Genetic testing is used to discover abnormalities, mutations, and genetic differences in DNA. These results are used to make accurate diagnosis and prognosis, as well as develop focused treatment plans for those with pediatric epilepsy.
The process of genetic testing is complex and typically requires more than one test. The results from testing can save both time and money for the patient’s family.
Who are Appropriate Candidates for Genetic Testing?
Not every child will require genetic testing. The Cleveland Clinic suggests it may be prudent to test children if they fall into any of these categories as it increases their risks for problems in both childhood and adulthood:
- Developmental delays or learning disorders
- Birth defects
- Unusual physical features
- Hearing loss
- Abnormal growth
- Muscular dystrophy
- Abnormal genetic test results
- Known or suspected genetic condition
- Family history of genetic condition
- Family history of seizures, in particular
If you feel your child may need genetic testing, consult with your child’s primary care physician about a referral. If the physician concurs, then a team of neurologists and geneticists should see the child to order the testing and interpret the results.
Genetic testing is complex. However, the results can be considered in creating the child’s treatment plan. Genetic testing can relieve a family’s stress and anxiety, eliminate other causes of the seizures (and therefore other tests), save precious time, and allow for a more targeted approach to treatment.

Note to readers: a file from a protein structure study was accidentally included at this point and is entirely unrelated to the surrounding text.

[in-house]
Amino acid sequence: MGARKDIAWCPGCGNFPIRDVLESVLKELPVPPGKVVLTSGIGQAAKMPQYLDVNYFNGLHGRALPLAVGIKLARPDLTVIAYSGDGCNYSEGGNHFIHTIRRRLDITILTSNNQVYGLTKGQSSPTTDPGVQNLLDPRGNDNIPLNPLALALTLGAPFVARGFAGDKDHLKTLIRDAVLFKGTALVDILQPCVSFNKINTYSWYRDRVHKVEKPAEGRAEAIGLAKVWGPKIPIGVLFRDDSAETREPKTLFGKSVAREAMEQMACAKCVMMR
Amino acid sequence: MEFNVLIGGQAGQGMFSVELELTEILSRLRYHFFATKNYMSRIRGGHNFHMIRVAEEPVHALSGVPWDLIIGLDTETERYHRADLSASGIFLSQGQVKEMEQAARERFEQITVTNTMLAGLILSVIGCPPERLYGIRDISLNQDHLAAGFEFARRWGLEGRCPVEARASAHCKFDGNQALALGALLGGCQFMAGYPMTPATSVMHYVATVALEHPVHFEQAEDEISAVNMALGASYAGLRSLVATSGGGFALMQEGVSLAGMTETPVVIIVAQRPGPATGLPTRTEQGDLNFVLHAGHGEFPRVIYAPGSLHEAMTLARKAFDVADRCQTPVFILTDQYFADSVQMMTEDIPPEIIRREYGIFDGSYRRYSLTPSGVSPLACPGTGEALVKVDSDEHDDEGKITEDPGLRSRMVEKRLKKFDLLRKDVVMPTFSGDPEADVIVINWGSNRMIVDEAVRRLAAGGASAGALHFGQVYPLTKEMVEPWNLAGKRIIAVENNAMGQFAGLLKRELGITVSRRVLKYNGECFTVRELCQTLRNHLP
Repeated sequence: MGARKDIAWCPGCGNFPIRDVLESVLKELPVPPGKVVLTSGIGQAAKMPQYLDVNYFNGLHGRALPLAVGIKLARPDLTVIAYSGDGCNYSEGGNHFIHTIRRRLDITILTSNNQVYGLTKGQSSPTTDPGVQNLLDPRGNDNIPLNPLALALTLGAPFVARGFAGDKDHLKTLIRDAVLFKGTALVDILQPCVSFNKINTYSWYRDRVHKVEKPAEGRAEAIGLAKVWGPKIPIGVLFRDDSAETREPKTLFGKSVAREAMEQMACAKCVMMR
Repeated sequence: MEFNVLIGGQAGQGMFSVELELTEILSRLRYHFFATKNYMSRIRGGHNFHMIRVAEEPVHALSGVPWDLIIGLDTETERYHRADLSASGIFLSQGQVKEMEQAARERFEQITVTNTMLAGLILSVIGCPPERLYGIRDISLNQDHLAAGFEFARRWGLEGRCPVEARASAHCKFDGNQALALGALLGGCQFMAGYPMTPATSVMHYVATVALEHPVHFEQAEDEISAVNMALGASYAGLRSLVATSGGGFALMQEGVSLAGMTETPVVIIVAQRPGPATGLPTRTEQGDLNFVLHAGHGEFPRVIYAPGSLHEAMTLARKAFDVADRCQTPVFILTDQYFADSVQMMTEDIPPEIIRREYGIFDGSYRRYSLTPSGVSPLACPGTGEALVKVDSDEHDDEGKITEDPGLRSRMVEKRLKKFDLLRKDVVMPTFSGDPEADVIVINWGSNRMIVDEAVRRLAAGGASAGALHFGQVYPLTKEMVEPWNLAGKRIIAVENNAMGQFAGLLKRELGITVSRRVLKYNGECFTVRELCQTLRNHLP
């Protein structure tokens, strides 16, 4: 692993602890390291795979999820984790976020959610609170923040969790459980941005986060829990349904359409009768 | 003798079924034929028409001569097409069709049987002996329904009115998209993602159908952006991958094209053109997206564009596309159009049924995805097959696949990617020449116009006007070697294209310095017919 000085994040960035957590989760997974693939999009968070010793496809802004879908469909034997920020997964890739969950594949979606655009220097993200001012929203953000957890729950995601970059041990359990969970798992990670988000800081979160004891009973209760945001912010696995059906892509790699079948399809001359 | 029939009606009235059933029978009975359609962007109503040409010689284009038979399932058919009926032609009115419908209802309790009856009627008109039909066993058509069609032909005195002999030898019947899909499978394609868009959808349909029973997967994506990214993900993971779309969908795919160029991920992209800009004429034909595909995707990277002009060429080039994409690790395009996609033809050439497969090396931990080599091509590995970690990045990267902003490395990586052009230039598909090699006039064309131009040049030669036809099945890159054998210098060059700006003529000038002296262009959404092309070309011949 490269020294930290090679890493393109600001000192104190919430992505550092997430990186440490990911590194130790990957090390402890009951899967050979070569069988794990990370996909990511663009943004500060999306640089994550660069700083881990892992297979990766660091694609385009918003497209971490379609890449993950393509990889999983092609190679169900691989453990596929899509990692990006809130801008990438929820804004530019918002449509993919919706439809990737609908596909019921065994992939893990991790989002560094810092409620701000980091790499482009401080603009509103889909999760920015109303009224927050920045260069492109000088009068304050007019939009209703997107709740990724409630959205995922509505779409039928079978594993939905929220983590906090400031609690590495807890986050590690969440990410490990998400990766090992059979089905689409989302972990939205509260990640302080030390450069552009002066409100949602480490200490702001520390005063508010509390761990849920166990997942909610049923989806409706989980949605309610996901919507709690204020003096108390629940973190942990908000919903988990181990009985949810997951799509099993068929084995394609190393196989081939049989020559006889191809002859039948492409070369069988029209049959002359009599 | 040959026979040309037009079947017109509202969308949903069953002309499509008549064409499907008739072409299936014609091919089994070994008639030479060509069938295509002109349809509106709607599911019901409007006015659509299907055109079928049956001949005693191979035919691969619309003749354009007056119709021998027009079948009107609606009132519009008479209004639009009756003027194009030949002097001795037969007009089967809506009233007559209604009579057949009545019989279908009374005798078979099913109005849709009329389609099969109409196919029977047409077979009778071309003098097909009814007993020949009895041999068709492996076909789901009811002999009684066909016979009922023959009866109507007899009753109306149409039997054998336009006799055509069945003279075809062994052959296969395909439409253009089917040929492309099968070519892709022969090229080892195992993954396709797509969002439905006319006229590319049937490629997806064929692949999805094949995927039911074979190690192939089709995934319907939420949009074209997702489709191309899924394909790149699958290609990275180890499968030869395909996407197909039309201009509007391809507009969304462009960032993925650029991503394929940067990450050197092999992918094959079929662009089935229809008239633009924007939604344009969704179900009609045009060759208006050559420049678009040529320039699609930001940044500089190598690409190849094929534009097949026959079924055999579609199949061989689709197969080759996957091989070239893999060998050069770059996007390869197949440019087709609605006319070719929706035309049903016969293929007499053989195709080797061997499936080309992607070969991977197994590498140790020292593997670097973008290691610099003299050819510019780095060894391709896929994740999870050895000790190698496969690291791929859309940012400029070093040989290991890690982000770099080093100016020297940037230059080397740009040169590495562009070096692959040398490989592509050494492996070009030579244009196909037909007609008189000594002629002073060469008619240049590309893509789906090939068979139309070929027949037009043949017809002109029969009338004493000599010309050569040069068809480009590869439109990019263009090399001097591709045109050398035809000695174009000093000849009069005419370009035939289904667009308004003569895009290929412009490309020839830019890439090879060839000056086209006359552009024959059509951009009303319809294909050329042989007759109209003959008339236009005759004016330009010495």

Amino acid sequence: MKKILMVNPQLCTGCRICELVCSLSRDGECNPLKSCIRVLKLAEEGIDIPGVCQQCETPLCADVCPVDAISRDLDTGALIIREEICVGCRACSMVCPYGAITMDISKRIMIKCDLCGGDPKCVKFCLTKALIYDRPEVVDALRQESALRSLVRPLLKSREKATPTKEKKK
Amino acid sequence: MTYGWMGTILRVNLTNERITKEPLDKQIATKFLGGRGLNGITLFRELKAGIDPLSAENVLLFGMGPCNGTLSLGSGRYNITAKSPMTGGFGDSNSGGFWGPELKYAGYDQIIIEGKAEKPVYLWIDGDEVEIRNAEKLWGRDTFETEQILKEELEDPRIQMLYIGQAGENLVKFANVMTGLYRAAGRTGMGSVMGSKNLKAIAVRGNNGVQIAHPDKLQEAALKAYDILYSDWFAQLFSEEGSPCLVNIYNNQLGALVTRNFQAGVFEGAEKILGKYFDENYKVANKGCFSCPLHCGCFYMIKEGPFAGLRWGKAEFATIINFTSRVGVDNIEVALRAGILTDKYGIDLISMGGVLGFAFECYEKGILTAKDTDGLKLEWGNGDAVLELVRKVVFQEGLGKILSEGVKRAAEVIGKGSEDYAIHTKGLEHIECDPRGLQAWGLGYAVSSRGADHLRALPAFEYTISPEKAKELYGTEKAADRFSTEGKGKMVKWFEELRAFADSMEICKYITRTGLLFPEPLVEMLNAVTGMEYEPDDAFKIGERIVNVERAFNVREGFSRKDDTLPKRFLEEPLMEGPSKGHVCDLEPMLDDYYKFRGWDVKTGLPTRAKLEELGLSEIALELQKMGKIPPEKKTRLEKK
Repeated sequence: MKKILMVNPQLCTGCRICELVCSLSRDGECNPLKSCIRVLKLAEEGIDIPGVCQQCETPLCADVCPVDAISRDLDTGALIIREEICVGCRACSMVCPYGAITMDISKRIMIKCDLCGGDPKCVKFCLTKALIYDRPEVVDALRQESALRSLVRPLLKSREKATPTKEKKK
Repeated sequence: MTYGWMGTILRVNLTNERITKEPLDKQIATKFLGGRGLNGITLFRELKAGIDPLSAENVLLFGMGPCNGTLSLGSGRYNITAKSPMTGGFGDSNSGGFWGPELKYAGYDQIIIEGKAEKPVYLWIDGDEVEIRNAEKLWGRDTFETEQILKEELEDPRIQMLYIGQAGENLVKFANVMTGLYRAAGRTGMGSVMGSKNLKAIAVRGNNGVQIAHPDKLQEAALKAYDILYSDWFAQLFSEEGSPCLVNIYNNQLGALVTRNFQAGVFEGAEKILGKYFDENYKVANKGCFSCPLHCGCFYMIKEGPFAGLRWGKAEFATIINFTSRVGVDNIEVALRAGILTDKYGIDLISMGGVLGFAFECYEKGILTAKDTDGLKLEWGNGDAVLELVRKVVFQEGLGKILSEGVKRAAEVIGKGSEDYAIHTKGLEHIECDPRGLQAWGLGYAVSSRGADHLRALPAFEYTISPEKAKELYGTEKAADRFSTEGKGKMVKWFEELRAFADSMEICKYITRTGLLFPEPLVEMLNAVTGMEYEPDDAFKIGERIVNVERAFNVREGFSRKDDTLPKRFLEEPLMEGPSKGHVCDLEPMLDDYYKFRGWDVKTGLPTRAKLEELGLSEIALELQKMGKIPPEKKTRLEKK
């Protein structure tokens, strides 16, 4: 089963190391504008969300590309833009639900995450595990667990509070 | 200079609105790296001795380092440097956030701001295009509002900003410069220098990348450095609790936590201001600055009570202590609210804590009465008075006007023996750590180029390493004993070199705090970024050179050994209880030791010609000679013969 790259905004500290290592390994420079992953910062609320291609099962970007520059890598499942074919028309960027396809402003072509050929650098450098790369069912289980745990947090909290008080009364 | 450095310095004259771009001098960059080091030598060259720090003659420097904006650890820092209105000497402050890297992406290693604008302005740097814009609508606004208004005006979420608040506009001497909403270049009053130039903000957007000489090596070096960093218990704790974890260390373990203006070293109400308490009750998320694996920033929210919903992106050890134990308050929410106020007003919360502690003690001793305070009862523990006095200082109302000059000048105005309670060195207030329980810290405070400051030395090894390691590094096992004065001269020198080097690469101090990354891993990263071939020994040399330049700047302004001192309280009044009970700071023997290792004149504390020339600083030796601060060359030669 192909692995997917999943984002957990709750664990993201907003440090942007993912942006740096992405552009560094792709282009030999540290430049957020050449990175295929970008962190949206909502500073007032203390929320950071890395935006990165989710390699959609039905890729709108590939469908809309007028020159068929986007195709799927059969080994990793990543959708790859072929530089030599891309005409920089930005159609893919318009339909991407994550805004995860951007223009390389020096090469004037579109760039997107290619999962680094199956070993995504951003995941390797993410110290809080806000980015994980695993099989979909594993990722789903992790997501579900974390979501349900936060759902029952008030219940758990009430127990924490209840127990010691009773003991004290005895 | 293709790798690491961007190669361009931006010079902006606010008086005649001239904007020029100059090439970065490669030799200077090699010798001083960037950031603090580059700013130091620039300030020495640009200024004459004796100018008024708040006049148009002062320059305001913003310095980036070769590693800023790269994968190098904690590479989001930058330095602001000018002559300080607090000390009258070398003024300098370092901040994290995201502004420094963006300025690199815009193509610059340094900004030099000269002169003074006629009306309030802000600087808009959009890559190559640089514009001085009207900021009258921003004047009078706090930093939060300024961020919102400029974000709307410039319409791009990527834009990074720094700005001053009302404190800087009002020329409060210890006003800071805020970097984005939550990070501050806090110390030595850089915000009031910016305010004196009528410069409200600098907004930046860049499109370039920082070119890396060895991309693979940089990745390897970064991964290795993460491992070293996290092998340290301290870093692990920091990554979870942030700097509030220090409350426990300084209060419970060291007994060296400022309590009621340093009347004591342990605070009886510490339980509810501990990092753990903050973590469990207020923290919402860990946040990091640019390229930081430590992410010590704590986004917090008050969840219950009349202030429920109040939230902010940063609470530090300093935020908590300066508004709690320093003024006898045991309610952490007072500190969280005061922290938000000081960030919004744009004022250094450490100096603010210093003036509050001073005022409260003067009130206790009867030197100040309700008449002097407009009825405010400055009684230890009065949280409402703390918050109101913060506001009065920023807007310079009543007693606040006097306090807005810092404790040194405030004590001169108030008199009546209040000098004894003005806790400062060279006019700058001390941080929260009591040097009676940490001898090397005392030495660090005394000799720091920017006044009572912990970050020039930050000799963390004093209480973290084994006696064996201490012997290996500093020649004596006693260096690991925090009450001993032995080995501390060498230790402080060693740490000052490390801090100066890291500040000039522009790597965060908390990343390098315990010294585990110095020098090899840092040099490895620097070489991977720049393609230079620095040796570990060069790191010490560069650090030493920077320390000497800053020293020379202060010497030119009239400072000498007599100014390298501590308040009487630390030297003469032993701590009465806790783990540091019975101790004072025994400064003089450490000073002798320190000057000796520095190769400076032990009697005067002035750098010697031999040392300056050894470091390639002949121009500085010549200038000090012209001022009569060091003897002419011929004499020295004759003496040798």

Why is Genetic Counseling Needed Prior to Genetic Testing?
Prior to testing, the family will need to visit the office for genetic counseling and answering questions. Most genetic counselors follow similar guidelines for pediatric epileptic patients:
- Diagnosis of a genetic condition is made from medical and health records, including family medical records and genetic testing
- Review of any abnormal genetic testing results
- Educate the family about the child’s specific type of epilepsy
- Discuss any future risks
- Recommendations for any family members who are at risk
In addition, the geneticists will ask the following questions as the answers may have bearing on the results:
- Have any children died young in the family, particularly from seizures?
- Do any family members have epilepsy?
- Have any adult family members died from epilepsy or seizures?
The child’s ancestry will be examined to see if the child may have genetic markers predisposing them to certain conditions. Knowing what conditions the child is more likely to develop will help the neurologists and geneticists to focus an appropriate treatment plan.
Genetic testing is expensive and not all insurance plans cover it. Be sure to check with your insurance provider before scheduling an appointment with a geneticist.